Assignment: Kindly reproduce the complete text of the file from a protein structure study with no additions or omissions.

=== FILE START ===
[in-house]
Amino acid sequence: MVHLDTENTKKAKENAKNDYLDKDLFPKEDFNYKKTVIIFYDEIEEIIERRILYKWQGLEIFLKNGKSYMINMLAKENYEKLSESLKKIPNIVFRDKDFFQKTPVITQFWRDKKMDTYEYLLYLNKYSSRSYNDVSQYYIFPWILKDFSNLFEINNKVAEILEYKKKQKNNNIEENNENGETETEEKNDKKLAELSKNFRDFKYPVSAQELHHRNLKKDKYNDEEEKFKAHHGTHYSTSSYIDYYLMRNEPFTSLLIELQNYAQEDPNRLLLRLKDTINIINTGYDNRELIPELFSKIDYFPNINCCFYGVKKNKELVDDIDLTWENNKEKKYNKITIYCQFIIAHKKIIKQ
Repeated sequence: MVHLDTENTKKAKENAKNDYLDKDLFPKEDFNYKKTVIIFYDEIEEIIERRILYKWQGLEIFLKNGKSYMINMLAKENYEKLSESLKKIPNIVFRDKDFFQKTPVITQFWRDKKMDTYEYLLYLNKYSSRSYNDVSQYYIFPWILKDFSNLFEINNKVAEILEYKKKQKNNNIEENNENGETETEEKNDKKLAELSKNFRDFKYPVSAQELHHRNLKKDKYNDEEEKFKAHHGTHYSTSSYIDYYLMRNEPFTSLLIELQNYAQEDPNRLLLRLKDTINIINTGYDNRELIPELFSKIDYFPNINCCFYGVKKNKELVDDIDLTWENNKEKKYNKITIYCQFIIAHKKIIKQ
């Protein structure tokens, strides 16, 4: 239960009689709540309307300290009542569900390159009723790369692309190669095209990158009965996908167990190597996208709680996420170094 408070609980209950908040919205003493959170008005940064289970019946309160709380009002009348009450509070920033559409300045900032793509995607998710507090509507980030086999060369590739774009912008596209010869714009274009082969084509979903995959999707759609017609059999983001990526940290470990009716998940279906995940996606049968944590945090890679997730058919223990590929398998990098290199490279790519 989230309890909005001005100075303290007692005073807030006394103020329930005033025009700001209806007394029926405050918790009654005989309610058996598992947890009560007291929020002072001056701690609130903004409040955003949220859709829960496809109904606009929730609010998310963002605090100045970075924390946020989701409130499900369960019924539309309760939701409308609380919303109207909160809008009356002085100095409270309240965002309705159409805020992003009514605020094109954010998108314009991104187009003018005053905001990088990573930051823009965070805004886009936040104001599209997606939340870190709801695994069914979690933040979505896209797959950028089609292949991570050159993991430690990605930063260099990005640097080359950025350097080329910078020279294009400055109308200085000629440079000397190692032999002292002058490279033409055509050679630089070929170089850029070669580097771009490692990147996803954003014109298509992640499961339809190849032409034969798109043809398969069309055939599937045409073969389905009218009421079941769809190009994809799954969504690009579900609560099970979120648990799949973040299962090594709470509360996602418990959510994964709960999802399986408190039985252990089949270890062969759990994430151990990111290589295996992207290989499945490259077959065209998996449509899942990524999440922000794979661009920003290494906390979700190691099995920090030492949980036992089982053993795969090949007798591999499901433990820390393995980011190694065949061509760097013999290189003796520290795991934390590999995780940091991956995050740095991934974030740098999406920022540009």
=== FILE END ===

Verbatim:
[in-house]
Amino acid sequence: MVHLDTENTKKAKENAKNDYLDKDLFPKEDFNYKKTVIIFYDEIEEIIERRILYKWQGLEIFLKNGKSYMINMLAKENYEKLSESLKKIPNIVFRDKDFFQKTPVITQFWRDKKMDTYEYLLYLNKYSSRSYNDVSQYYIFPWILKDFSNLFEINNKVAEILEYKKKQKNNNIEENNENGETETEEKNDKKLAELSKNFRDFKYPVSAQELHHRNLKKDKYNDEEEKFKAHHGTHYSTSSYIDYYLMRNEPFTSLLIELQNYAQEDPNRLLLRLKDTINIINTGYDNRELIPELFSKIDYFPNINCCFYGVKKNKELVDDIDLTWENNKEKKYNKITIYCQFIIAHKKIIKQ
Repeated sequence: MVHLDTENTKKAKENAKNDYLDKDLFPKEDFNYKKTVIIFYDEIEEIIERRILYKWQGLEIFLKNGKSYMINMLAKENYEKLSESLKKIPNIVFRDKDFFQKTPVITQFWRDKKMDTYEYLLYLNKYSSRSYNDVSQYYIFPWILKDFSNLFEINNKVAEILEYKKKQKNNNIEENNENGETETEEKNDKKLAELSKNFRDFKYPVSAQELHHRNLKKDKYNDEEEKFKAHHGTHYSTSSYIDYYLMRNEPFTSLLIELQNYAQEDPNRLLLRLKDTINIINTGYDNRELIPELFSKIDYFPNINCCFYGVKKNKELVDDIDLTWENNKEKKYNKITIYCQFIIAHKKIIKQ
């Protein structure tokens, strides 16, 4: 239960009689709540309307300290009542569900390159009723790369692309190669095209990158009965996908167990190597996208709680996420170094 408070609980209950908040919205003493959170008005940064289970019946309160709380009002009348009450509070920033559409300045900032793509995607998710507090509507980030086999060369590739774009912008596209010869714009274009082969084509979903995959999707759609017609059999983001990526940290470990009716998940279906995940996606049968944590945090890679997730058919223990590929398998990098290199490279790519 989230309890909005001005100075303290007692005073807030006394103020329930005033025009700001209806007394029926405050918790009654005989309610058996598992947890009560007291929020002072001056701690609130903004409040955003949220859709829960496809109904606009929730609010998310963002605090100045970075924390946020989701409130499900369960019924539309309760939701409308609380919303109207909160809008009356002085100095409270309240965002309705159409805020992003009514605020094109954010998108314009991104187009003018005053905001990088990573930051823009965070805004886009936040104001599209997606939340870190709801695994069914979690933040979505896209797959950028089609292949991570050159993991430690990605930063260099990005640097080359950025350097080329910078020279294009400055109308200085000629440079000397190692032999002292002058490279033409055509050679630089070929170089850029070669580097771009490692990147996803954003014109298509992640499961339809190849032409034969798109043809398969069309055939599937045409073969389905009218009421079941769809190009994809799954969504690009579900609560099970979120648990799949973040299962090594709470509360996602418990959510994964709960999802399986408190039985252990089949270890062969759990994430151990990111290589295996992207290989499945490259077959065209998996449509899942990524999440922000794979661009920003290494906390979700190691099995920090030492949980036992089982053993795969090949007798591999499901433990820390393995980011190694065949061509760097013999290189003796520290795991934390590999995780940091991956995050740095991934974030740098999406920022540009």